An initial rate of 25% which takes the headline rate of taxation for oil and gas companies to 65%. The rate will be tapered down if prices revert to historic levels;
It will apply to profits arising on or after 26 May 2022;
There is a deduction of up to 80% available for qualifying expenditure which includes capital and leasing expenditure, and operating expenditure that improves oil or gas recovery or increases tariff receipts and is not routine repair and maintenance;
There are no deductions for financing and de-commissioning costs;
Losses generated under this Levy can be surrendered to group companies for utilisation against their Levy profits, however RFCT and SCT losses cannot be used to reduce Levy profits;
There are no adjustments for commodity hedges – these should follow the same treatment as for RFCT.
The Levy is expected to raise £5 billion in its first year. The investment allowance means that companies can reduce their exposure under the Levy by making investments that increase UK oil and gas production. This is important since the UK Continental Shelf has become a more challenging and expensive region for oil and gas production as the easier to access fields have been depleted, but despite this carve out, the willingness of the Government to impose ad hoc additional taxes on the sector is likely to raise the hurdle rates for new investment.
Fingers pointed at the UK over Nord Stream
Finally, and somewhat bizarrely, Russia has declared that the Royal Navy was responsible for the destruction of the Nord Stream pipes. No evidence or explanation was offered, and UK Government has denied the claims. It seems pretty unlikely that the British would have sabotaged the pipelines…there is really no benefit to the UK in doing so, and even if the motive was to harm Russian interests, since the pipelines were not in use, it would be a very risks and provocative action with minimal benefit. EU members such as France, not known for its enthusiasm for defending the British, have similarly rejected Russia’s claims.
Britain and Europe face different energy market challenges
Gas market dynamics in Britain and the EU are fundamentally different. Britain benefits from significant domestic production, strong ties with Norway and significant LNG capacity. The EU has much less domestic capacity with the decline of Dutch production, and has historically had relatively lower LNG capacity. While the EU’s extensive storage capacity has typically been used to meet winter demand, much of this gas came from Russia and will be difficult to replace. While the EU and Britain will increasingly compete for LNG, the likelihood is that it will be developing nations that suffer most – Pakistan is facing significant energy shortages following a failed gas tender last month. A reversal of China’s zero covid policy leading to demand recovery could add further pressure to the market, although there are no signs of this happening any time soon.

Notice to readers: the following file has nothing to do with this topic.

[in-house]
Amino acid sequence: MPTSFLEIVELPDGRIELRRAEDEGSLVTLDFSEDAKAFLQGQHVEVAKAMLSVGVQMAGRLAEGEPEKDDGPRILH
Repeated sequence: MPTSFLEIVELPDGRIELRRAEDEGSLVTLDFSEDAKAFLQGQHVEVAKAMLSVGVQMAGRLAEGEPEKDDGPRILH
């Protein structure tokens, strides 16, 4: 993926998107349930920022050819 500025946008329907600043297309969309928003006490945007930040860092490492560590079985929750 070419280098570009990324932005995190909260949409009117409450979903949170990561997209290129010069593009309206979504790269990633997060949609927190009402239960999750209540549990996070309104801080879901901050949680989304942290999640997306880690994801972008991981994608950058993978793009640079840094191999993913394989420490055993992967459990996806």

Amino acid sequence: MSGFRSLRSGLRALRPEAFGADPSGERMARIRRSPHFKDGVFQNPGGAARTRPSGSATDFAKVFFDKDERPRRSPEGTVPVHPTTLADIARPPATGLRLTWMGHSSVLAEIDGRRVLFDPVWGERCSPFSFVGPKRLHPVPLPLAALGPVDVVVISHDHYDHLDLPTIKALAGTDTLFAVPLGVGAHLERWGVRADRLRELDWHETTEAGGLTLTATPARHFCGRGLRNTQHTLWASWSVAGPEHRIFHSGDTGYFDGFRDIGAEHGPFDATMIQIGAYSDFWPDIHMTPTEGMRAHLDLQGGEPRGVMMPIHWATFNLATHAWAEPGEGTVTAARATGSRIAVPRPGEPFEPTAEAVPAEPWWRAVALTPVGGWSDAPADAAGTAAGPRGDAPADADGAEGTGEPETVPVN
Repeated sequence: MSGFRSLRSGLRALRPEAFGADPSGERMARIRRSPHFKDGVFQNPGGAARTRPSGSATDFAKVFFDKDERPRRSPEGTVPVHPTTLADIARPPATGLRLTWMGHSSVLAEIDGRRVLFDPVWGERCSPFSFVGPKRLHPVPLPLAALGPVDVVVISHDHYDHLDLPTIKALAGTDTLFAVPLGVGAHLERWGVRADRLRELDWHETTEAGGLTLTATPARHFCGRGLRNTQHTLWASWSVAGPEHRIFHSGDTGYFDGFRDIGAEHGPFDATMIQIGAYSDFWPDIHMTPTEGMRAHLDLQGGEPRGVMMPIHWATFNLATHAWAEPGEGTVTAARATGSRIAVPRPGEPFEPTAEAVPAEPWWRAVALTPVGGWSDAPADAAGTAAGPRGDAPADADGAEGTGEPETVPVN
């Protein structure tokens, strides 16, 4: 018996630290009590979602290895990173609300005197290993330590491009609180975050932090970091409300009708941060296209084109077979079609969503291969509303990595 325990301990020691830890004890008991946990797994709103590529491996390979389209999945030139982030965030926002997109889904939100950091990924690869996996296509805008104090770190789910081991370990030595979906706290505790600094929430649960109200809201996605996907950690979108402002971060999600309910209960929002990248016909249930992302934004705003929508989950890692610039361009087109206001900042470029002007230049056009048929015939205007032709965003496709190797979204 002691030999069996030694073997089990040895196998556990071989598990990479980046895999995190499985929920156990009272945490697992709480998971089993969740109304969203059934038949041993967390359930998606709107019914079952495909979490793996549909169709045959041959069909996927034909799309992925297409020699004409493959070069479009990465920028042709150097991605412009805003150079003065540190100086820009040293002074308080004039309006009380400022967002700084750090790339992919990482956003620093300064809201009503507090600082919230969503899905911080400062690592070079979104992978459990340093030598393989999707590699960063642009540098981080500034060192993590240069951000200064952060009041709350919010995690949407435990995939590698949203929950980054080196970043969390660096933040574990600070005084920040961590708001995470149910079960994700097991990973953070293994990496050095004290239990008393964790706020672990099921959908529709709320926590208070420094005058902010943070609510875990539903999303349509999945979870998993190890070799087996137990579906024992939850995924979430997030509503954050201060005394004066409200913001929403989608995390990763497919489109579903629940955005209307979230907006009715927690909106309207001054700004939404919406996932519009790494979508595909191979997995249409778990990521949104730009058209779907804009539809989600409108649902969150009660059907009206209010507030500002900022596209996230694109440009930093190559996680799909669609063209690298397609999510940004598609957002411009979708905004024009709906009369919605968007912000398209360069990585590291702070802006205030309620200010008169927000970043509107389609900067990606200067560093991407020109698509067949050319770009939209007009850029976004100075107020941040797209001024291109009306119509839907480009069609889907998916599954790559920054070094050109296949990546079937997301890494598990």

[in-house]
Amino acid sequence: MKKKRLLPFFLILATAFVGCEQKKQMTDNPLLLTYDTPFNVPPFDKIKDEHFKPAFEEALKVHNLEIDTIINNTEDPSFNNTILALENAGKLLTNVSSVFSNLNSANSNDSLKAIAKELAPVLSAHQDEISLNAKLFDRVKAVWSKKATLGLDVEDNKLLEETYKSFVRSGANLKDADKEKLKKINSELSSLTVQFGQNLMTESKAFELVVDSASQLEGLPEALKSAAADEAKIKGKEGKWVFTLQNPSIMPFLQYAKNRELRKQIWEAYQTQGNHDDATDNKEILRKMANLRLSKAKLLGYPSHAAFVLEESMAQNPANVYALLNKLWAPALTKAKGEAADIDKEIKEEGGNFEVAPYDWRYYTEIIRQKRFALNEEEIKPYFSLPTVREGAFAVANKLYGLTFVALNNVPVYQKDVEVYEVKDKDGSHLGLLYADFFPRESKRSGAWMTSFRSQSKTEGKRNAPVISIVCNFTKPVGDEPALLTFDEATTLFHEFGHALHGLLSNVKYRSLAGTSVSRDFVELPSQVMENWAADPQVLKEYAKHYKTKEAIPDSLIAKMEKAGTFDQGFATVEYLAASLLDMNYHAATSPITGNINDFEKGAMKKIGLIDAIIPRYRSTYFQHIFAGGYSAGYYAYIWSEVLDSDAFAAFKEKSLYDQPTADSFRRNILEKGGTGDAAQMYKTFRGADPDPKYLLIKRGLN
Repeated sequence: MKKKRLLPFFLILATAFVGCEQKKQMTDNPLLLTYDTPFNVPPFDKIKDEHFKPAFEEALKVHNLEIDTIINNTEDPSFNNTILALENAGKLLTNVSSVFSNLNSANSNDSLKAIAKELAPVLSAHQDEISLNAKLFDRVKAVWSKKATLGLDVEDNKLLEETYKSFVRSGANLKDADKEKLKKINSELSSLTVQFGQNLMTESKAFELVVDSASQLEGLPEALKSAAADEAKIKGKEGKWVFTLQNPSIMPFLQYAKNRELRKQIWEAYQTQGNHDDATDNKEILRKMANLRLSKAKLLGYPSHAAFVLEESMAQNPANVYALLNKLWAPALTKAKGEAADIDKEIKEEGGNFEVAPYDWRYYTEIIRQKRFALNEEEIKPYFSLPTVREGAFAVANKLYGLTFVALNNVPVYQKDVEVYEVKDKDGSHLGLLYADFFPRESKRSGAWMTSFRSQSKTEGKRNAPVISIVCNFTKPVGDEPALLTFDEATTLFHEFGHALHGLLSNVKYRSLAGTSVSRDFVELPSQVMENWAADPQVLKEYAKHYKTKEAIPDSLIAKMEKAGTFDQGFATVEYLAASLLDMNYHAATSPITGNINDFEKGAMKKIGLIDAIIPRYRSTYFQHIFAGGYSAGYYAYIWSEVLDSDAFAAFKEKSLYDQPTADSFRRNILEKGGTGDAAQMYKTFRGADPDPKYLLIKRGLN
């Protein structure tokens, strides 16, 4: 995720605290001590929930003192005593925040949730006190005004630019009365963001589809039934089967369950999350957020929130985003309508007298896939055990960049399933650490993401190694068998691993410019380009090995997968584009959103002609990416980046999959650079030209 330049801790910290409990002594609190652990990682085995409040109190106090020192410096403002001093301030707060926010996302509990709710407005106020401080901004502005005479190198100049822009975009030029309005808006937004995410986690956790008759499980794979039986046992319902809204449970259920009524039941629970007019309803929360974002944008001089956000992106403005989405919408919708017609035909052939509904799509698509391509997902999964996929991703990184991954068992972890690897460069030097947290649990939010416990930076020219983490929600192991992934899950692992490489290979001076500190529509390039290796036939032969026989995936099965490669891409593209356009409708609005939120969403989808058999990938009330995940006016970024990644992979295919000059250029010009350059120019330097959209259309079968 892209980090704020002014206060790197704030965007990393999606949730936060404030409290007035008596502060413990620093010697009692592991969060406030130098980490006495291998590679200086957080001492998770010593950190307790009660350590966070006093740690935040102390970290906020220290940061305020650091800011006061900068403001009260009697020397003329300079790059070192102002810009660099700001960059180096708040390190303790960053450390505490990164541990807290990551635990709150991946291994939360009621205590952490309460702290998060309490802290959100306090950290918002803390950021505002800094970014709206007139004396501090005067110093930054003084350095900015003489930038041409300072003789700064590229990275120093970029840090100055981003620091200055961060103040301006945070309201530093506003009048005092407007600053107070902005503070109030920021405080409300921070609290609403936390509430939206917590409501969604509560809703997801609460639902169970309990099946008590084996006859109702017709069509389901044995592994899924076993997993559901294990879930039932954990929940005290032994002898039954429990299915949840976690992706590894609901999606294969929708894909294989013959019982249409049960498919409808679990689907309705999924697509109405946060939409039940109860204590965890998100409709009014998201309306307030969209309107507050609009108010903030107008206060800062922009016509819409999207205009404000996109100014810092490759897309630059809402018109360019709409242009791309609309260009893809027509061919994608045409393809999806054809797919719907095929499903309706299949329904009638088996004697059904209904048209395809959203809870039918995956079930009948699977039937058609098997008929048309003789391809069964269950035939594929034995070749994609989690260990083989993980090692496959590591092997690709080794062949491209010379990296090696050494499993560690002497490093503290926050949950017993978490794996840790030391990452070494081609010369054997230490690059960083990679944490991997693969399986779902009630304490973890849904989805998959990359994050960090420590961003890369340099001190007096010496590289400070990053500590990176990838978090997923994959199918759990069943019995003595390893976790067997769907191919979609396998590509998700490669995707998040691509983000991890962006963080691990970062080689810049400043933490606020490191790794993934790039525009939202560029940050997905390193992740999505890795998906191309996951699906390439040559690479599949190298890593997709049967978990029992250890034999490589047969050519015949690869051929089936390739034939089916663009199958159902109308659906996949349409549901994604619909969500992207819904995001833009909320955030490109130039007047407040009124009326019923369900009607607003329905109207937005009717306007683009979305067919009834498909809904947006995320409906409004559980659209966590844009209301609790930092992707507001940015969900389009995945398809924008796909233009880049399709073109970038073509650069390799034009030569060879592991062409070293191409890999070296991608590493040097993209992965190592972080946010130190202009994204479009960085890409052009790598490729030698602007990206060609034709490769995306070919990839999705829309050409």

These differences explain why there is a much stronger focus on demand reduction in Europe than in Britain. The EU has an outright energy short, while Britain faces temporary electricity shortages on days when there is low wind output. These are fundamentally different dynamics which require different responses…while high prices will encourage demand reduction in Britain, the public may be needed to enact load shifting and peak demand reduction measures to mitigate blackout risks in January and February. The impact of appeals for such actions could be reduced if there are public campaigns to reduce demand now. I cannot claim that such concerns are actually behind the Government’s reticence to act on demand reduction at the moment, but in its shoes I would be mindful of keeping my powder dry for when it is most needed.
In Britain we must keep our fingers crossed we avoid cold, still weather, while in the EU, fingers are crossed against cold weather of any type. It is to be hoped policymakers learn that praying for warm weather does not constitute an appropriate energy policy.